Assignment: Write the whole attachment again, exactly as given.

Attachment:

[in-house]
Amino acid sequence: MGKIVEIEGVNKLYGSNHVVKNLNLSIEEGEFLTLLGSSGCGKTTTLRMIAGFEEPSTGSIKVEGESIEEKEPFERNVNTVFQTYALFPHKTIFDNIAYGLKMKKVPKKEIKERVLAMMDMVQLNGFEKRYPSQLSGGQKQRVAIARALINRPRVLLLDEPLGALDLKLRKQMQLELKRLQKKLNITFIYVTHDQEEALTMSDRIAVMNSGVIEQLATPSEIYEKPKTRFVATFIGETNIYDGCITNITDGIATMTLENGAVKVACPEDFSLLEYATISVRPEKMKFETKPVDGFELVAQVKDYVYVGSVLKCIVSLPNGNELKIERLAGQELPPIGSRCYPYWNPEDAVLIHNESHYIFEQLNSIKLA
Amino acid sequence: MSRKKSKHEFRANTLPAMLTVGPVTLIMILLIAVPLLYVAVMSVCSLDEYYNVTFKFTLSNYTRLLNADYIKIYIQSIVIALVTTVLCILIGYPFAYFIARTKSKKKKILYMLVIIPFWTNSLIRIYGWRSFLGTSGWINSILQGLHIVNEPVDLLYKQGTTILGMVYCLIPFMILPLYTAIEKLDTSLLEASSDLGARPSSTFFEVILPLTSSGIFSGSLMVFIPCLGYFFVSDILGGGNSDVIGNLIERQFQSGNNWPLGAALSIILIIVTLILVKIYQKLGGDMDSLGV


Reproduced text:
[in-house]
Amino acid sequence: MGKIVEIEGVNKLYGSNHVVKNLNLSIEEGEFLTLLGSSGCGKTTTLRMIAGFEEPSTGSIKVEGESIEEKEPFERNVNTVFQTYALFPHKTIFDNIAYGLKMKKVPKKEIKERVLAMMDMVQLNGFEKRYPSQLSGGQKQRVAIARALINRPRVLLLDEPLGALDLKLRKQMQLELKRLQKKLNITFIYVTHDQEEALTMSDRIAVMNSGVIEQLATPSEIYEKPKTRFVATFIGETNIYDGCITNITDGIATMTLENGAVKVACPEDFSLLEYATISVRPEKMKFETKPVDGFELVAQVKDYVYVGSVLKCIVSLPNGNELKIERLAGQELPPIGSRCYPYWNPEDAVLIHNESHYIFEQLNSIKLA
Amino acid sequence: MSRKKSKHEFRANTLPAMLTVGPVTLIMILLIAVPLLYVAVMSVCSLDEYYNVTFKFTLSNYTRLLNADYIKIYIQSIVIALVTTVLCILIGYPFAYFIARTKSKKKKILYMLVIIPFWTNSLIRIYGWRSFLGTSGWINSILQGLHIVNEPVDLLYKQGTTILGMVYCLIPFMILPLYTAIEKLDTSLLEASSDLGARPSSTFFEVILPLTSSGIFSGSLMVFIPCLGYFFVSDILGGGNSDVIGNLIERQFQSGNNWPLGAALSIILIIVTLILVKIYQKLGGDMDSLGV